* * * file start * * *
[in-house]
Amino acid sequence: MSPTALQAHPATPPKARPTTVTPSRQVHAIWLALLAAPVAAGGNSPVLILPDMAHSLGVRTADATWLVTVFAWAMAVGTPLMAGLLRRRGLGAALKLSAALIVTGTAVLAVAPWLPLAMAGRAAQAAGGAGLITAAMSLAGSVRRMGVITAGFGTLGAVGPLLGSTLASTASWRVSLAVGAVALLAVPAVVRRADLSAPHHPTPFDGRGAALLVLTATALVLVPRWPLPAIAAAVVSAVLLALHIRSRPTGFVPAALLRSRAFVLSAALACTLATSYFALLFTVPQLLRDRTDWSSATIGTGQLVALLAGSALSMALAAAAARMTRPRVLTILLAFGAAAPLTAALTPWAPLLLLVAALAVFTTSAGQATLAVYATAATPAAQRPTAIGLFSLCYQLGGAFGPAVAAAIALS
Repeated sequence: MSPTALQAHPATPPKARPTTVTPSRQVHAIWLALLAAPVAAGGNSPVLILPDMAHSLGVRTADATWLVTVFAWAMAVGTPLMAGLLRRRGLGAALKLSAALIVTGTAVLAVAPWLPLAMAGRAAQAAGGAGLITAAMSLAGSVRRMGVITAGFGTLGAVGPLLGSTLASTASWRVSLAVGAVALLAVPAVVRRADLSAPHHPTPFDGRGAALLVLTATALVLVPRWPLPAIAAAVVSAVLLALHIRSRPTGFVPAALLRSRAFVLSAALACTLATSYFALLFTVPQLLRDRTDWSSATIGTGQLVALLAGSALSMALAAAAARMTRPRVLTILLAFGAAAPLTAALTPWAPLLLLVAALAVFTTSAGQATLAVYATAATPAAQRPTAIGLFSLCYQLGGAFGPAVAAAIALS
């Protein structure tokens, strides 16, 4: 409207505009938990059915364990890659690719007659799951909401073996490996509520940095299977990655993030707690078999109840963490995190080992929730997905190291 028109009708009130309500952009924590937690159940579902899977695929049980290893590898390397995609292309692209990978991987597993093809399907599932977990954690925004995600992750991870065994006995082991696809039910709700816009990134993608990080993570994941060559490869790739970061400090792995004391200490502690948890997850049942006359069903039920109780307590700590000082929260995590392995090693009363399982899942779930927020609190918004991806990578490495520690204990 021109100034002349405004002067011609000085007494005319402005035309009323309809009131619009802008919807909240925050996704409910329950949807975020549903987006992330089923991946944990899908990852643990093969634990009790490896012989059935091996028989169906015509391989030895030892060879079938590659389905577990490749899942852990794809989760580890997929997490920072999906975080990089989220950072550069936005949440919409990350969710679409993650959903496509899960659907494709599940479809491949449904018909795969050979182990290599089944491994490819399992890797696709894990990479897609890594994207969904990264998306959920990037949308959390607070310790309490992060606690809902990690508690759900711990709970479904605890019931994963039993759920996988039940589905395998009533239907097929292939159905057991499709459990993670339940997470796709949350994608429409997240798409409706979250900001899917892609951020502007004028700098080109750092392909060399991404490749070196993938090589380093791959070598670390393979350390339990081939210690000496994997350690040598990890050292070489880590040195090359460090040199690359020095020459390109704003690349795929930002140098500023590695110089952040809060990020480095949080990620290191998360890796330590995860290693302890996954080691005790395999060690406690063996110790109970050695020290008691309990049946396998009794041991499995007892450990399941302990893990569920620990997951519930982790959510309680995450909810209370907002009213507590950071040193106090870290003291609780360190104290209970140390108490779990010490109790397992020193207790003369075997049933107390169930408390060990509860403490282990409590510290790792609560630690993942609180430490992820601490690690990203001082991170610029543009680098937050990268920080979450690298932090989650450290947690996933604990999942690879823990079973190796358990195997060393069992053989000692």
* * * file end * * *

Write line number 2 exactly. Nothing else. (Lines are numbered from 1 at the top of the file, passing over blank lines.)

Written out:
Amino acid sequence: MSPTALQAHPATPPKARPTTVTPSRQVHAIWLALLAAPVAAGGNSPVLILPDMAHSLGVRTADATWLVTVFAWAMAVGTPLMAGLLRRRGLGAALKLSAALIVTGTAVLAVAPWLPLAMAGRAAQAAGGAGLITAAMSLAGSVRRMGVITAGFGTLGAVGPLLGSTLASTASWRVSLAVGAVALLAVPAVVRRADLSAPHHPTPFDGRGAALLVLTATALVLVPRWPLPAIAAAVVSAVLLALHIRSRPTGFVPAALLRSRAFVLSAALACTLATSYFALLFTVPQLLRDRTDWSSATIGTGQLVALLAGSALSMALAAAAARMTRPRVLTILLAFGAAAPLTAALTPWAPLLLLVAALAVFTTSAGQATLAVYATAATPAAQRPTAIGLFSLCYQLGGAFGPAVAAAIALS